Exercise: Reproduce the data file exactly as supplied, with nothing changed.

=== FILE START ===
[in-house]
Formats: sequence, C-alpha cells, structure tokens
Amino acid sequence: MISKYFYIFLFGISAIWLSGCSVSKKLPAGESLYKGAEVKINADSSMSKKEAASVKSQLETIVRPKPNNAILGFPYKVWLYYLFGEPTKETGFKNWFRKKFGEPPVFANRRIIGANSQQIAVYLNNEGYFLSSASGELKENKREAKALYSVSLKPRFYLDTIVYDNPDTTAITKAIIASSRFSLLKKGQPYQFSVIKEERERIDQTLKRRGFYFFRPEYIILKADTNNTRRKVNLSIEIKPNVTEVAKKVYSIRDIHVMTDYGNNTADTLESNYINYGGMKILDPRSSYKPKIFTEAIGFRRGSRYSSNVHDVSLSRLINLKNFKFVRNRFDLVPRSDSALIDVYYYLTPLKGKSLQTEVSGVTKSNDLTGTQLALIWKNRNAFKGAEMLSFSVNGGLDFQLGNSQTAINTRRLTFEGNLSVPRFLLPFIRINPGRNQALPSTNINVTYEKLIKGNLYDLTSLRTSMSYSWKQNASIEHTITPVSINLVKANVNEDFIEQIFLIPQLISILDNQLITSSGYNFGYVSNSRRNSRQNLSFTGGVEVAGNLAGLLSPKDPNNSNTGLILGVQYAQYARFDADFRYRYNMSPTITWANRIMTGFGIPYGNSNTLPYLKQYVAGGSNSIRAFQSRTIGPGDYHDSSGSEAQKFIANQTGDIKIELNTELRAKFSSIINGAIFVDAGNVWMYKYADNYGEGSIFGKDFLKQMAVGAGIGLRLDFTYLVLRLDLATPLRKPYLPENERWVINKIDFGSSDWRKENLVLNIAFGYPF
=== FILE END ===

[in-house]
Formats: sequence, C-alpha cells, structure tokens
Amino acid sequence: MISKYFYIFLFGISAIWLSGCSVSKKLPAGESLYKGAEVKINADSSMSKKEAASVKSQLETIVRPKPNNAILGFPYKVWLYYLFGEPTKETGFKNWFRKKFGEPPVFANRRIIGANSQQIAVYLNNEGYFLSSASGELKENKREAKALYSVSLKPRFYLDTIVYDNPDTTAITKAIIASSRFSLLKKGQPYQFSVIKEERERIDQTLKRRGFYFFRPEYIILKADTNNTRRKVNLSIEIKPNVTEVAKKVYSIRDIHVMTDYGNNTADTLESNYINYGGMKILDPRSSYKPKIFTEAIGFRRGSRYSSNVHDVSLSRLINLKNFKFVRNRFDLVPRSDSALIDVYYYLTPLKGKSLQTEVSGVTKSNDLTGTQLALIWKNRNAFKGAEMLSFSVNGGLDFQLGNSQTAINTRRLTFEGNLSVPRFLLPFIRINPGRNQALPSTNINVTYEKLIKGNLYDLTSLRTSMSYSWKQNASIEHTITPVSINLVKANVNEDFIEQIFLIPQLISILDNQLITSSGYNFGYVSNSRRNSRQNLSFTGGVEVAGNLAGLLSPKDPNNSNTGLILGVQYAQYARFDADFRYRYNMSPTITWANRIMTGFGIPYGNSNTLPYLKQYVAGGSNSIRAFQSRTIGPGDYHDSSGSEAQKFIANQTGDIKIELNTELRAKFSSIINGAIFVDAGNVWMYKYADNYGEGSIFGKDFLKQMAVGAGIGLRLDFTYLVLRLDLATPLRKPYLPENERWVINKIDFGSSDWRKENLVLNIAFGYPF